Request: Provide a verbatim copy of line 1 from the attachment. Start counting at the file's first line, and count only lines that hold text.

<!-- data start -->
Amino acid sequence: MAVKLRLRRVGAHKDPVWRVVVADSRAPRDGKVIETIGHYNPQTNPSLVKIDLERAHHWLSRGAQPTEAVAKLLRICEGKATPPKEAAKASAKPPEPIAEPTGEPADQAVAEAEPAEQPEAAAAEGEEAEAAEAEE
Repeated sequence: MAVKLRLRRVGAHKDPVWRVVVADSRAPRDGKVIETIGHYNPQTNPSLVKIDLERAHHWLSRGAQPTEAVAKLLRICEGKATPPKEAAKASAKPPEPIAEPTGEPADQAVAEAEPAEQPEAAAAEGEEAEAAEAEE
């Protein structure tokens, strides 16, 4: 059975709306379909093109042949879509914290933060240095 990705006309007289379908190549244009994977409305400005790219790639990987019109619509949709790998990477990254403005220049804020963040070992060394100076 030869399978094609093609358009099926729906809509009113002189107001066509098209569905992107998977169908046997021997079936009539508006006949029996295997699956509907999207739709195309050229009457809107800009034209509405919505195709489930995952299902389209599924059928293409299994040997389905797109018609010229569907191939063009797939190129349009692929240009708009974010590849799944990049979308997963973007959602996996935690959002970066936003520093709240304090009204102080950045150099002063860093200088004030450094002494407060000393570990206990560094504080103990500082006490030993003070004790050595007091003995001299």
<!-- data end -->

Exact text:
Amino acid sequence: MAVKLRLRRVGAHKDPVWRVVVADSRAPRDGKVIETIGHYNPQTNPSLVKIDLERAHHWLSRGAQPTEAVAKLLRICEGKATPPKEAAKASAKPPEPIAEPTGEPADQAVAEAEPAEQPEAAAAEGEEAEAAEAEE